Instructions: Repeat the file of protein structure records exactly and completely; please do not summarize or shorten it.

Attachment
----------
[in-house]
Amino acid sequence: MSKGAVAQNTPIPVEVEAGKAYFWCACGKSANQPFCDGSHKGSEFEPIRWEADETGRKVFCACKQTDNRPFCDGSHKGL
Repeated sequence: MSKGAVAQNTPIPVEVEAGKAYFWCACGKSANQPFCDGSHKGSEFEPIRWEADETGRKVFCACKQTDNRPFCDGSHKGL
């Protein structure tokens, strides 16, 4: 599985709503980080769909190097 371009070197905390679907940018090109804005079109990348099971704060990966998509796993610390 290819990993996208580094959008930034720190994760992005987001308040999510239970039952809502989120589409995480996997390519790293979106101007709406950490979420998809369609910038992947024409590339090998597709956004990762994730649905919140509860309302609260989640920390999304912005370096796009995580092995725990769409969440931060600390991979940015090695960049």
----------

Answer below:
[in-house]
Amino acid sequence: MSKGAVAQNTPIPVEVEAGKAYFWCACGKSANQPFCDGSHKGSEFEPIRWEADETGRKVFCACKQTDNRPFCDGSHKGL
Repeated sequence: MSKGAVAQNTPIPVEVEAGKAYFWCACGKSANQPFCDGSHKGSEFEPIRWEADETGRKVFCACKQTDNRPFCDGSHKGL
């Protein structure tokens, strides 16, 4: 599985709503980080769909190097 371009070197905390679907940018090109804005079109990348099971704060990966998509796993610390 290819990993996208580094959008930034720190994760992005987001308040999510239970039952809502989120589409995480996997390519790293979106101007709406950490979420998809369609910038992947024409590339090998597709956004990762994730649905919140509860309302609260989640920390999304912005370096796009995580092995725990769409969440931060600390991979940015090695960049």